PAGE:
Laptops, laptops in the store. Which one is the best replacement for my laptop from before?

May 5, 2015

By Matthew E. Milliken
May 5, 2015

Last month, I paid about $150 last month to replace my laptop computer’s hard drive. As I wrote the other day, repairing the machine was cheaper than replacing it, which would almost certainly have cost upwards of $1,000, factoring in the kind of computer I’d like as well as the cost of taxes and a warranty. (I’m not sure it’s worth purchasing coverage for a desktop computer, but I definitely recommend it for any laptop that’s going to be traveling farther than the distance from your couch to your desk.)

The case for repair vs. replace wasn’t quite as clear-cut as that, however. My 13-inch MacBook Pro is relatively old, in computer terms. I got it in August 2009; while it was pretty much a top-of-the-line computer at the time, that’s no longer the case. Any new machine will almost certainly be both faster and less prone to breaking down (at least in the short term).

So those are reasons in favor of replacement. But part of why I was reluctant to buy a new computer was that I wasn’t sure exactly which model I wanted.

When I went to the Apple Store (the first time, out of my three visits), I spent a little time playing around with the floor models. Apple’s newest laptop is a 12-inch machine known simply as the MacBook (no Pro, no Air, no “with Retina display”). This computer looks great in terms of its case, its screen and its specifications — 1.1 gigahertz processor, 8 gigabytes of internal memory.

What’s not so appealing about the MacBook, however, is its price, which starts at $1,300. The AppleCare extended warranty costs another $250, which kicks the cost up significantly. And then there’s the matter of adapters.

The new MacBook has a single USB-C port, which means that I’d need to buy a $19 accessory to plug in a hard drive. Normally, when I’m at home, I have my laptop attached to its charger and a hard drive; often, I also have a scanner plugged in. I’m not even sure if it’s possible to attach two of these things to the MacBook at the same time, let alone all three at once.

I’ve read a few reviews of the MacBook, which came out in April. While writers praise the new computer, they say that the brand-new USB-C technology is a drawback because very few manufacturers offer compatible devices and cables.

So between the cost and the adapter issue, the MacBook is out. That leaves three options: a MacBook Pro, either with or without a high-resolution Retina display; or a MacBook Air.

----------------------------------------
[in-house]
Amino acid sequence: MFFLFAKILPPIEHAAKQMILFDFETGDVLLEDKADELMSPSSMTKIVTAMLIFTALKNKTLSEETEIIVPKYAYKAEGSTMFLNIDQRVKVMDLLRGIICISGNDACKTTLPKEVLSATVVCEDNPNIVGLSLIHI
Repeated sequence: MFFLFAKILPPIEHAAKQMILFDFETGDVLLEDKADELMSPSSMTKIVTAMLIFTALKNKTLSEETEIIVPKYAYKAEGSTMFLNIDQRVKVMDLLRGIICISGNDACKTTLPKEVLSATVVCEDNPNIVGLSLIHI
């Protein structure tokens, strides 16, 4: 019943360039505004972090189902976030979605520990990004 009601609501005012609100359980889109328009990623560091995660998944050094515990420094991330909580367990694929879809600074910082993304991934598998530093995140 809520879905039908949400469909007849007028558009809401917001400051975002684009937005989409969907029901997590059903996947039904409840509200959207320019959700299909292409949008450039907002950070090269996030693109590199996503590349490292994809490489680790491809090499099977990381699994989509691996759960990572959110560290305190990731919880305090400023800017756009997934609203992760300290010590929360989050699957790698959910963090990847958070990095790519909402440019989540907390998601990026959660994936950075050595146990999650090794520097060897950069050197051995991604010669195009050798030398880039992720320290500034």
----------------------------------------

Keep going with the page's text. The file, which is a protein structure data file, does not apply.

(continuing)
Unfortunately, the first of those options, a MacBook Pro with a regular screen, is rather…underwhelming. Starting at $1,100, I can get a machine that’d be faster than my current computer, newer than my current computer, capable of running far longer than my current computer (for about seven hours, compared to two or so), equipped with faster USB ports than computer.

But otherwise — well, otherwise, it’d be pretty much the same as what I have now. The MacBook Pro sans Retina is 13 inches, like my current machine; its base model comes with the same memory and storage capacities as my 2009 laptop (4 gigabytes and 500 GB, respectively); and it comes with an internal CD/DVD drive. (It is now, in fact, the only computer that Apple makes with an optical disc drive.)

Crucially, the MacBook Pro (full stop) has a 13.3-inch display with 1,280 by 800 pixels — exactly like my 2009 machine. However, after sampling the high-resolution Retina displays at the Apple store, I just don’t find standard resolution that impressive any more.

What of the MacBook Pro with Retina display?

Well, the 15-inch model starts at $2,000 — too expensive.

The 13-inch model, on the other hand, is quite appealing. It comes with a 2,560 by 1,600 pixel display, 8 GB of memory, a pair of USB 3 ports and a pair of Thunderbolt ports, and a battery rated to run 10 hours between charges. All of these specifications put the 13-inch MacBook Pro/retina ahead of its older MacBook Pro (full stop) counterpart.

In fact, I think that the MBP/retina lags MBP/full stop in just three two ways. One is that the MBP/r lacks an internal CD/DVD drive, which the MBP/fs has. But you know what? No big deal. If I really really really need to access optical discs, I can purchase an external drive for $80 plus tax.

The second drawback is more serious. The bask MBP/r comes with just a 128 GB hard drive. That seems kind of small to me.

Alas, the third other drawback is a deal-breaker: The 13-inch MBP/r starts at $1,300 — exactly the same price point as Apple’s newly released MacBook (no modifiers). Here again, the extended warranty would cost another $250. That adds up to a lot of scratch.

In practical terms, the MBP/r is slightly cheaper than the MacBook (no modifiers). Because USB 3 ports are backwards-compatible with older USB hardware and cables, if I bought an MBP/r, I wouldn’t need to pay for any adapters, which the MBP (no modifiers) requires. Still, I think the MBP/r is a bit on the pricey side.

Then we come to our last option, the MacBook Air. I’ll take a look at that computer in a future post.

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